The Lilith Blog 1 of 2

January 2, 2014 by

Do What I Do, Not What I Say


My mother says a lot of things that drive me crazy. A favorite, which she has said to me my whole life (and which I try desperately not to say to my own kids) is: “What’s wrong with you??” (variation: “I don’t know what’s wrong with you.”). Another is: “Sarcasm is the lowest form of humor” (even when I’m barely being sarcastic). But there is one thing she says that bothers me like nothing else: “Oh, her? She doesn’t have to work.”

As in, “Did I tell you? So-and-so’s daughter’s husband is making so much money as a radiologist/dermatologist/cardiologist/endodontist. They just bought a huge house in Thornhill Woods. And they have a live-in nanny, and they just spent two weeks at an all-inclusive in Aruba.” 

Some times I think these are the hallmarks of success for my mother.

“And her?”

“Her who?”

“HER, your friend’s daughter.”

“Oh, her? She doesn’t have to work.”

As if the greatest accomplishment a woman could strive for is to do nothing.

Ironically, at no time was doing nothing modeled for me. My mother was an ESL teacher for over thirty years, working with an adult population of immigrants. She loved her job, felt fulfilled by it. She was friends with her colleagues (“the girls”), played mah jongg with them, traveled with them. She stayed close with a number of students, including one who had come from Iran and taught us about the Baha’i faith. To further her career, my mother took extra college courses when I was starting college, and her zealous dedication to her studies was inspiring, if a bit daunting. In general, work and its corollaries made up a big part of my mother’s life. And even my grandmother, her mother—though I can’t say she chose to work, seeing as she was a Holocaust survivor who arrived on a foreign shore with a young daughter and a sick husband (who was soon to drop dead)—she was a talented seamstress, and she too took pride in her work. You could see this whenever we told her she had “golden hands.” She had an employer she called, rather formally, “Madame”; in turn, “Madame” called my old Yiddishe grandmother (Miriam, officially; Manya to most) by the oddly foreign moniker, “Mary.” But my grandmother always had a good relationship with “Madame,” and when she and my Zeida took a rare vacation, Madame lent them her Florida condo.

So where did my mother get this idea that a woman should grow up to be a rich man’s housewife? It wasn’t hours of Leave it to Beaver in the 50s, because she didn’t have a TV in those early immigrant days. But maybe she looked at the schmaltz sandwiches her mother packed in her lunch bag and thought that if her father had lived and had made lots of money, her mother would have sent her to school with rye bread stuffed with deli slices instead. Or better yet, my mom could have been one of those lucky kids who went home for lunch. Or maybe my mother’s ideas are more recent, from a time when she came to own not one television, but several, and was able to spend as many hours as she liked watching shows, catching up on that 50s loss, essentially, as the shows haven’t progressed much since the days of Leave it to Beaver, at least not when it comes to women (“Karen, I can’t talk now. I’m watching Desperate Housewives. Don’t you know that Sunday night from 9-10 I’m always watching Desperate Housewives?” “Mom, I finally got the kids to bed and have time to talk! Can’t you just get a DVR?” “Oh, Karen, don’t be silly. In all these years, I’ve never figured out how to record shows with my DVD player. How could I learn to use a DVR?” And she wonders why I feel a need to resort to sarcasm).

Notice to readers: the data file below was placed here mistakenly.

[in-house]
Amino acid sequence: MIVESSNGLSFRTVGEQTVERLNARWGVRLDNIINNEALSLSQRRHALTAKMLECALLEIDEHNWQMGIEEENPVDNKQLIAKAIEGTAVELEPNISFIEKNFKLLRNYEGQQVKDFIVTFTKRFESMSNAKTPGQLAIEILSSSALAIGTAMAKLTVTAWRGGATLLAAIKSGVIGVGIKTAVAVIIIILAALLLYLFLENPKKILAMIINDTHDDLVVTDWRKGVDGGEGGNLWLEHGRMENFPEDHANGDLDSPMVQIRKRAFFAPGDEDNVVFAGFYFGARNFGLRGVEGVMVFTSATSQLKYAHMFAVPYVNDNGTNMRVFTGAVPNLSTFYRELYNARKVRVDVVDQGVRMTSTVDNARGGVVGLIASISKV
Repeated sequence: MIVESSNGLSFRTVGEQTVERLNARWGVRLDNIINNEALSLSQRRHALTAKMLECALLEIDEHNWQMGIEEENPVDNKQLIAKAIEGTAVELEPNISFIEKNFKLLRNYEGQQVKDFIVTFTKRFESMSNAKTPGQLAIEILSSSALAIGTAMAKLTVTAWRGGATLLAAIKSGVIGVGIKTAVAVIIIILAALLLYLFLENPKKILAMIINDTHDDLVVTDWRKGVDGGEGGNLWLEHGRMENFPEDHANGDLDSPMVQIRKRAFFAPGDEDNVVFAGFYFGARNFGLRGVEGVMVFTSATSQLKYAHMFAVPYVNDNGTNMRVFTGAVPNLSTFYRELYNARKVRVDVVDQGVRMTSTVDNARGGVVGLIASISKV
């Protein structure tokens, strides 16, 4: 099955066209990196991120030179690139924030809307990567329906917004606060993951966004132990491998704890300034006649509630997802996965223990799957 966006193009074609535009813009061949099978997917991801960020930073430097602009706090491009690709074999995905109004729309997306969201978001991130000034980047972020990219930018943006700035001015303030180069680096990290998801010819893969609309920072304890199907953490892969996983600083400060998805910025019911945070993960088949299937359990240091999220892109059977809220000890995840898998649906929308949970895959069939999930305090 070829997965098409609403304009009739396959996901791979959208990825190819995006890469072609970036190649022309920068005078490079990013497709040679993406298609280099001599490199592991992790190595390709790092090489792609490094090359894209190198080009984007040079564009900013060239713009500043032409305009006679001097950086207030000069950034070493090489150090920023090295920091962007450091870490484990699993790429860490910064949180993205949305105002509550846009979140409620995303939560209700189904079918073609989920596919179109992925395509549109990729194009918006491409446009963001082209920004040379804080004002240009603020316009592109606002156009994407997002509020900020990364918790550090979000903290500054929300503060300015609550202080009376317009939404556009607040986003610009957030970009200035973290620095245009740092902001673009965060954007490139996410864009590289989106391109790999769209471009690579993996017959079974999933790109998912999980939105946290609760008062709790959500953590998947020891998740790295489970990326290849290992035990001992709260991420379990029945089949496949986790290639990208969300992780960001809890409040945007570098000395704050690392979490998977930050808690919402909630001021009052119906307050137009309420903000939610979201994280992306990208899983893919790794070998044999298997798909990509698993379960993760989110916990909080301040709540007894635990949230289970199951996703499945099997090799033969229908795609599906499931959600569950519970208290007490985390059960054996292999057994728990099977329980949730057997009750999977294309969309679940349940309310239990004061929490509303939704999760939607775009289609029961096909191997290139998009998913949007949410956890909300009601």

Recently, my husband got a job offer at a university in England. I didn’t. But the offer was good, too good to turn down. We decided he should take it. The question was: what would I do across the pond?

“I’ll tell you what you’re not going to do,” my mother said. “You’re not going to leave your job at Princeton to do nothing.” I went through the numbers with my mother; whether I went to England and we all survived on his (paltry academic) salary, or we lived apart and had two (paltry academic) salaries and also two residences, two cars, and a lot of transatlantic travel, we ended up, financially, in the identical place. “That settles it, then,” my mother declared, with a logic she kept to herself, “You’ll stay.”

It’s true—I will stay, for now. That’s because regardless of the finances, I have to work. It’s part of what defines me, just as motherhood and daughterhood and wifehood and sisterhood and friendhood and Jewishness define me (and also dilettantism; I love to learn new things). I rather think that my sister—who financially doesn’t have to work—emotionally has to work, too (she’s a dentist, just as her husband, who could, theoretically, support a work-free lifestyle for my sister, is). It turns out that although both my sister and I both grew up arguing with my mother incessantly—and we continue to argue with her (my sister with her “I’m not being mean—I’m just being honest,” and me with my low sarcasm), making her think something must be wrong with us, we are quite fortunate to have her as our mother. We do well doing as she did.  

Karen E. H. Skinazi, PhD, is a lecturer at Princeton University, a mother of 3 boys, and a literary and cultural critic.


photo credit: mysza831 via photopin cc